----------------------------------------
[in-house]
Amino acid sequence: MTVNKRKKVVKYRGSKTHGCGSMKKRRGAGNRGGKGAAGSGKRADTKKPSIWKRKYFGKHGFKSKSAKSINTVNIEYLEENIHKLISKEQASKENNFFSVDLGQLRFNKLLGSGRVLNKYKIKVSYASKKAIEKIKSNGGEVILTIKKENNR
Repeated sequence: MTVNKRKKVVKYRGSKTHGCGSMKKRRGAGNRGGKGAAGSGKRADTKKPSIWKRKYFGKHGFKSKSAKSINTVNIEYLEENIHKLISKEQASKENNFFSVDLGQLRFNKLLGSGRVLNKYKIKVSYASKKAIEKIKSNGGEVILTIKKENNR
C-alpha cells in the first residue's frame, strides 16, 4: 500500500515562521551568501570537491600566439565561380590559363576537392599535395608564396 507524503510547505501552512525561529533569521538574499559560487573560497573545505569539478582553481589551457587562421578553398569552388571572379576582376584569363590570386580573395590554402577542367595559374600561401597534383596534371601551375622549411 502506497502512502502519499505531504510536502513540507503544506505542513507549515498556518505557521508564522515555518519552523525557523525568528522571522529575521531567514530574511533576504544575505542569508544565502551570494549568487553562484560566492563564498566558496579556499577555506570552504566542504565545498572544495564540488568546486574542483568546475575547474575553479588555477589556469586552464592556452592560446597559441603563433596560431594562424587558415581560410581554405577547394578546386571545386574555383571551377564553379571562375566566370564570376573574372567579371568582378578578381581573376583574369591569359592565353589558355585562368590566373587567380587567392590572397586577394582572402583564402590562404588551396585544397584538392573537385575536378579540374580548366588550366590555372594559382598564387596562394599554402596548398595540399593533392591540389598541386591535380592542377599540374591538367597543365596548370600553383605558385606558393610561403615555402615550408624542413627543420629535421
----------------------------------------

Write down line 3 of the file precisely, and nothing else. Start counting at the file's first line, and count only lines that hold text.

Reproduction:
Repeated sequence: MTVNKRKKVVKYRGSKTHGCGSMKKRRGAGNRGGKGAAGSGKRADTKKPSIWKRKYFGKHGFKSKSAKSINTVNIEYLEENIHKLISKEQASKENNFFSVDLGQLRFNKLLGSGRVLNKYKIKVSYASKKAIEKIKSNGGEVILTIKKENNR